Neurotensin-related peptides inhibit spontaneous longitudinal contractions of porcine distal jejunum

David R Brown, Robert E. Carraway, Ann M. Parsons, Sankar P. Mitra

Research output: Contribution to journalArticlepeer-review

8 Scopus citations


The tridecapeptide neurotensin (NT) and its C-terminal homologs, including xenopsin (XP) and neuromedin N (NM-N), reduced the amplitude of spontaneous contractions in longitudinal smooth muscle strips from the porcine distal jejunum in vitro. The rank order of potency (IC50 in nM) was XP (0.1) > NT (0.9) ≈ avian XP (1.0) > NM-N (1.6), which could not be explained on the basis of differential peptide degradation. Tachyphylaxis and cross-tachyphylaxis were observed after repeated NT and XP addition to muscle strips. The action NT was mimicked by norepinephrine (NE), but not by opioid peptides, somatostatin, or vasoactive intestinal peptide. NE was nearly 100-fold less potent than NT and did not produce a state of tachyphylaxis to NT. The effects of NT and NE were unaltered by the neuronal conduction blocker tetrodotoxin (70 nM). However, the actions of NE, unlike those of NT, were reduced by the α-adrenoceptor blocker phentolamine (70 nM), the K+-channel blocker apamin (7 nM) and the Ca2+-channel blocker verapamil (0.7 μM). These results suggest that NT and related peptides, through a nonadrenergic mechanism, interact with smooth muscle receptors to modulate jejunoileal motor function in the pig.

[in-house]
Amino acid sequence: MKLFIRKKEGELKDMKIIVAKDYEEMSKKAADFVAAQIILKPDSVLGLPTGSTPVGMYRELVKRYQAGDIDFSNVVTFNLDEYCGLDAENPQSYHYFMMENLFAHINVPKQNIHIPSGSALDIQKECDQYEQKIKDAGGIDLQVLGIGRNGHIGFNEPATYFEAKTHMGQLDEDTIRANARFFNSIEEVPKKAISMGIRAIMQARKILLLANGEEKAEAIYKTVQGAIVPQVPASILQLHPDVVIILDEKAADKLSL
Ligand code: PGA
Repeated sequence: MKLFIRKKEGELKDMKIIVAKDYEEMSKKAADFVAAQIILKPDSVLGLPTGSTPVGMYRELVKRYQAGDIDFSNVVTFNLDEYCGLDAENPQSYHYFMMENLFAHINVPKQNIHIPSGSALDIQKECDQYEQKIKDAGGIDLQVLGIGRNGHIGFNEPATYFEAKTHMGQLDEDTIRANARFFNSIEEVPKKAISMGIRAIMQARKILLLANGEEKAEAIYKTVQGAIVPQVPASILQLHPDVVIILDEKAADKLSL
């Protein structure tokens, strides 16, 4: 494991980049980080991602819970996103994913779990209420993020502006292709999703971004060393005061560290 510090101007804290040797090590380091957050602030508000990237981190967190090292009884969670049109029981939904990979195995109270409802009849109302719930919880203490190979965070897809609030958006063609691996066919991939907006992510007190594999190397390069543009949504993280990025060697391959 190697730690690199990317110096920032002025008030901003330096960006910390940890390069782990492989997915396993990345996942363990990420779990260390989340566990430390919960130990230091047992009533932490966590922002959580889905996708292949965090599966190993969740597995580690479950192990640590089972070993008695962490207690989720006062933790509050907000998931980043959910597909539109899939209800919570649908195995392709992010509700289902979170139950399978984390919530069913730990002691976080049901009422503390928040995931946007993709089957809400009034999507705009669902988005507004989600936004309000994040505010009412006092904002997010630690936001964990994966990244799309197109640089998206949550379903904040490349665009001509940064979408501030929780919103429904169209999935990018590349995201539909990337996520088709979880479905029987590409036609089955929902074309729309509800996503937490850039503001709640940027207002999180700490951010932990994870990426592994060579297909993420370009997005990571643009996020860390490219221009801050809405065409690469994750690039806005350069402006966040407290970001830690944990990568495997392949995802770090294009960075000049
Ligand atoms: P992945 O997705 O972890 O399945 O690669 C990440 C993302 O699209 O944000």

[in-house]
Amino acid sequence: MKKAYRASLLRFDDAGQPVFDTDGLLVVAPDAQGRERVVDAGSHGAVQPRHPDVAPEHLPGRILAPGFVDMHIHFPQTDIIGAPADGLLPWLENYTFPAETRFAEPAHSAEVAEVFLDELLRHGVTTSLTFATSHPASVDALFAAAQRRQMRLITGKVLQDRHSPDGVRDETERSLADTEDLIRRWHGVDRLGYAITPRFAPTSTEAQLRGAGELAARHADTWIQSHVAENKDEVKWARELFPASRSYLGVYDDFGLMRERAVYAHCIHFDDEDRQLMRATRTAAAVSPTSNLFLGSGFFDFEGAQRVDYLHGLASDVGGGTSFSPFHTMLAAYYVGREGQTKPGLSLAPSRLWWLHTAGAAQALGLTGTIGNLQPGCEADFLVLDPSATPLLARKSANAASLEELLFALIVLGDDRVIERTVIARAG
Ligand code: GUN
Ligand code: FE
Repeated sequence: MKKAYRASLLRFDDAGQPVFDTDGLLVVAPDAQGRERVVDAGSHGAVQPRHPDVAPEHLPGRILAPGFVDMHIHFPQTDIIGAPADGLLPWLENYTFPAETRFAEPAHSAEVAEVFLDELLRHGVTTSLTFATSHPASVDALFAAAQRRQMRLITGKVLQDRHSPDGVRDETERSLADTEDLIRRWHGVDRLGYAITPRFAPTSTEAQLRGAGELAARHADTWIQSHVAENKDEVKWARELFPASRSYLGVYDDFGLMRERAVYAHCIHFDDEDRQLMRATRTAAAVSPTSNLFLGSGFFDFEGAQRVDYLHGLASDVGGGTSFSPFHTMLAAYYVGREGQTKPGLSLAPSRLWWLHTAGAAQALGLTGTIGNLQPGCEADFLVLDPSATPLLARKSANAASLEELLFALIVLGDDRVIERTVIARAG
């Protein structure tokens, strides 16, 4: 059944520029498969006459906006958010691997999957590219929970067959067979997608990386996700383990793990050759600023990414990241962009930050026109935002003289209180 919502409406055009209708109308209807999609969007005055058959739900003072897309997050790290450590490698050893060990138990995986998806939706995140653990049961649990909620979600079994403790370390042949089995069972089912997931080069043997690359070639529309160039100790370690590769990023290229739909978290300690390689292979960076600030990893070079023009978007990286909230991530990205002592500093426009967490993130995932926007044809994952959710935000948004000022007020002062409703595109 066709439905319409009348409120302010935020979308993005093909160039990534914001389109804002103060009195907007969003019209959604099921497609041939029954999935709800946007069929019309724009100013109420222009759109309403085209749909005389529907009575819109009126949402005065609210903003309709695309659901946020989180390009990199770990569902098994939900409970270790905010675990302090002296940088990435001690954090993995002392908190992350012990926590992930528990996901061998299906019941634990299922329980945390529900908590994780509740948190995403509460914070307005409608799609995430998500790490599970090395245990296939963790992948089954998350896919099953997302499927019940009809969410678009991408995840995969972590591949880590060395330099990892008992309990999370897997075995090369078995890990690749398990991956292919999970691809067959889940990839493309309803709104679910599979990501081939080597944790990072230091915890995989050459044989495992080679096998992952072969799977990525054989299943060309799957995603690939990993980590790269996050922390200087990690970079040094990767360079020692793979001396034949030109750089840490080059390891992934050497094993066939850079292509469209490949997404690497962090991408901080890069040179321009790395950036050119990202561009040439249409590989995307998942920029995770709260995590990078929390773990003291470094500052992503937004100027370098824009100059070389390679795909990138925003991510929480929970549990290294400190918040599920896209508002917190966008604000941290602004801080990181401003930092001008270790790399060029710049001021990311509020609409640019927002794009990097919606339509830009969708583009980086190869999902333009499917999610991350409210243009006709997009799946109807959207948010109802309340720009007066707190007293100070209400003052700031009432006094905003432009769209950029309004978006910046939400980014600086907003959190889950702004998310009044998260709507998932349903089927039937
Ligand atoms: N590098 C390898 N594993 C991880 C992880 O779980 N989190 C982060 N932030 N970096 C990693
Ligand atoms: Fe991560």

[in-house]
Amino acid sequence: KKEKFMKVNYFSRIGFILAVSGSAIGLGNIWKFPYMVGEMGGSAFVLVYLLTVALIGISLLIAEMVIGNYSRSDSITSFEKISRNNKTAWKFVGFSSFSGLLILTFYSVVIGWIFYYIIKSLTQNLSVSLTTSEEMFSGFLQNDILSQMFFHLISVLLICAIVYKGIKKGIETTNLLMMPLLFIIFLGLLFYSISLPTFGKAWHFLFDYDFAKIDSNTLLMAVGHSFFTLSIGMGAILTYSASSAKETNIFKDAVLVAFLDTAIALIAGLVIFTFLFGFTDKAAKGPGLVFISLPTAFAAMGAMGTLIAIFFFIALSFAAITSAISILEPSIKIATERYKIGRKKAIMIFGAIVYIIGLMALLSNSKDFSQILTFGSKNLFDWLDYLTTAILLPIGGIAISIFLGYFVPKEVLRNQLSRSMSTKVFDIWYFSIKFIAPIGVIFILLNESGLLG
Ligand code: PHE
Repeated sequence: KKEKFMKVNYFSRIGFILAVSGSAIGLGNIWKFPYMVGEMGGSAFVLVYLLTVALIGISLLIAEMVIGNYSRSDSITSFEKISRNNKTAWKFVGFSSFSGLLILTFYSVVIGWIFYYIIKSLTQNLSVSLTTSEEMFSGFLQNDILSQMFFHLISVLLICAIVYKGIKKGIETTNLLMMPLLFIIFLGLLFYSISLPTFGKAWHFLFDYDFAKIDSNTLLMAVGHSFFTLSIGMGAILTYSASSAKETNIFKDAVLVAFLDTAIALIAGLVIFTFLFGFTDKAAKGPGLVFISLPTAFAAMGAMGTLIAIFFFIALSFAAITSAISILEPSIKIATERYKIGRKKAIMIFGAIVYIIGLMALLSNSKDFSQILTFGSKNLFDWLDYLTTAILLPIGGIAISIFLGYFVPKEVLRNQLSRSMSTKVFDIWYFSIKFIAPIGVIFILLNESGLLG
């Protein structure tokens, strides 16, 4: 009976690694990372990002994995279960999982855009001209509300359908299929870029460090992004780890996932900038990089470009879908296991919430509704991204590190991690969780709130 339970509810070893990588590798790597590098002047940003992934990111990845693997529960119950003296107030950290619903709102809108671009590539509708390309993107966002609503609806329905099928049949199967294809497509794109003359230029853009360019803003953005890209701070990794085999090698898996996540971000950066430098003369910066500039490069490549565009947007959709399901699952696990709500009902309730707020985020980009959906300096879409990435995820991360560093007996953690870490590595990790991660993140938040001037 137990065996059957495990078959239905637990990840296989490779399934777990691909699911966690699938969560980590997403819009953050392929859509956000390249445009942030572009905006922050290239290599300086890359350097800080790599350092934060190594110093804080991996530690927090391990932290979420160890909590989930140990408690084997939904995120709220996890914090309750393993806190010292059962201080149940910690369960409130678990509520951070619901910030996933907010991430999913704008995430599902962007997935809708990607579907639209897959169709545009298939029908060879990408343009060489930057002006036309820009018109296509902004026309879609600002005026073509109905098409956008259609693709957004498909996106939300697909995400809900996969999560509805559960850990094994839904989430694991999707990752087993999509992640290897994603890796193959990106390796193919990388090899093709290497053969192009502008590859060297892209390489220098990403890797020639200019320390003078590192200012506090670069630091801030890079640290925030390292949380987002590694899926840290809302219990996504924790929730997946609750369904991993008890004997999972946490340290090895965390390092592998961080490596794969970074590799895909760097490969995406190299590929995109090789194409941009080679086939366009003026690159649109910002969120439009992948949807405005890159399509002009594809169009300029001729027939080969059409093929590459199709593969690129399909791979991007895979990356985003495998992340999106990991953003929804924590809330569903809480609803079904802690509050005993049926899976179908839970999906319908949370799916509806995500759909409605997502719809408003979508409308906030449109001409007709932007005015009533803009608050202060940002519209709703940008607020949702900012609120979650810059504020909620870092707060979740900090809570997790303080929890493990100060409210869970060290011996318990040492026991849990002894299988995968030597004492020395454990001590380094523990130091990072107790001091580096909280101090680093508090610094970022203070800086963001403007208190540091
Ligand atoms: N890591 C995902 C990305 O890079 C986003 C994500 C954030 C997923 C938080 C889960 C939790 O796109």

Original languageEnglish (US)
Pages (from-to)713-718
Number of pages6
Issue number4
StatePublished - 1990


  • Neuromedin N
  • Neurotensin
  • Pig intestine
  • Receptors
  • Smooth muscle
  • Xenopsin


Dive into the research topics of 'Neurotensin-related peptides inhibit spontaneous longitudinal contractions of porcine distal jejunum'. Together they form a unique fingerprint.

Cite this